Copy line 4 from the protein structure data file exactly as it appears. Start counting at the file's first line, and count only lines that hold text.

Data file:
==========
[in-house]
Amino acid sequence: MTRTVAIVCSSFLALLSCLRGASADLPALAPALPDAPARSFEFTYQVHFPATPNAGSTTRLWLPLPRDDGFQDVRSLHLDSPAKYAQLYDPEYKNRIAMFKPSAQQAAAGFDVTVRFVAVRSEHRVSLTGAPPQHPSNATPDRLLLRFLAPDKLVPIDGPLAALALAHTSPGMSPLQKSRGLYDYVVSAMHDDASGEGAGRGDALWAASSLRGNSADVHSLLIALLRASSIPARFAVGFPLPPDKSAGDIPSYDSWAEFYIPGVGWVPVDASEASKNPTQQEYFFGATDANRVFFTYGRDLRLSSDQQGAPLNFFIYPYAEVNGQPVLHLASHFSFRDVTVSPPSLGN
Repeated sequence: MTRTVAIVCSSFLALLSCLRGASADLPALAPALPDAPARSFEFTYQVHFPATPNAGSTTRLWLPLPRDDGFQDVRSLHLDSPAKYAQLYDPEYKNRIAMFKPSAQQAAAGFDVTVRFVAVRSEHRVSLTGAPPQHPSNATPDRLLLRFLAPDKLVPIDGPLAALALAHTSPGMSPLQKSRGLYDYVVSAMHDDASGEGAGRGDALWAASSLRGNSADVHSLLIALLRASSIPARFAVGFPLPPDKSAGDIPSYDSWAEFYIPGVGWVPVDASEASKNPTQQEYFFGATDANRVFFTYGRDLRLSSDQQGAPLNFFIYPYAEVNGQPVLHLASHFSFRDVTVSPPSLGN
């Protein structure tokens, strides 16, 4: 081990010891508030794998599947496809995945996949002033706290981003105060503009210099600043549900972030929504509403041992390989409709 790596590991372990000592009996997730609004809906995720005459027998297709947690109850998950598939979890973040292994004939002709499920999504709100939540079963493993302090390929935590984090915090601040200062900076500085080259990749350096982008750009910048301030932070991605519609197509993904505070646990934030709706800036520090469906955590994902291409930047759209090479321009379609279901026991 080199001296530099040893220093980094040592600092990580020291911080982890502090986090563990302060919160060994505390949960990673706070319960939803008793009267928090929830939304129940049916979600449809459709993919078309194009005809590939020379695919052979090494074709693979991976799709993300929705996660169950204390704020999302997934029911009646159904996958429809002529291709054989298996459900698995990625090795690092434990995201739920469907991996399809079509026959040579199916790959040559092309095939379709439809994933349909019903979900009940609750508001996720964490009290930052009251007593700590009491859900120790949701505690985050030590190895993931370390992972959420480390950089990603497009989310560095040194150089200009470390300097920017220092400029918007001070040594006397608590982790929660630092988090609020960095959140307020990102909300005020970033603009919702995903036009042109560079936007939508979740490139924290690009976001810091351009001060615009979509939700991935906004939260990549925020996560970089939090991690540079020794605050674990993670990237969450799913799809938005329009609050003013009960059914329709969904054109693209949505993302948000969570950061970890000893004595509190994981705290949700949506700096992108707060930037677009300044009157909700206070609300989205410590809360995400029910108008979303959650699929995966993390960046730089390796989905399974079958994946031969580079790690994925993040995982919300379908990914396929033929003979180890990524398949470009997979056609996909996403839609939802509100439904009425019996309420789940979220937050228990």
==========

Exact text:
């Protein structure tokens, strides 16, 4: 081990010891508030794998599947496809995945996949002033706290981003105060503009210099600043549900972030929504509403041992390989409709 790596590991372990000592009996997730609004809906995720005459027998297709947690109850998950598939979890973040292994004939002709499920999504709100939540079963493993302090390929935590984090915090601040200062900076500085080259990749350096982008750009910048301030932070991605519609197509993904505070646990934030709706800036520090469906955590994902291409930047759209090479321009379609279901026991 080199001296530099040893220093980094040592600092990580020291911080982890502090986090563990302060919160060994505390949960990673706070319960939803008793009267928090929830939304129940049916979600449809459709993919078309194009005809590939020379695919052979090494074709693979991976799709993300929705996660169950204390704020999302997934029911009646159904996958429809002529291709054989298996459900698995990625090795690092434990995201739920469907991996399809079509026959040579199916790959040559092309095939379709439809994933349909019903979900009940609750508001996720964490009290930052009251007593700590009491859900120790949701505690985050030590190895993931370390992972959420480390950089990603497009989310560095040194150089200009470390300097920017220092400029918007001070040594006397608590982790929660630092988090609020960095959140307020990102909300005020970033603009919702995903036009042109560079936007939508979740490139924290690009976001810091351009001060615009979509939700991935906004939260990549925020996560970089939090991690540079020794605050674990993670990237969450799913799809938005329009609050003013009960059914329709969904054109693209949505993302948000969570950061970890000893004595509190994981705290949700949506700096992108707060930037677009300044009157909700206070609300989205410590809360995400029910108008979303959650699929995966993390960046730089390796989905399974079958994946031969580079790690994925993040995982919300379908990914396929033929003979180890990524398949470009997979056609996909996403839609939802509100439904009425019996309420789940979220937050228990």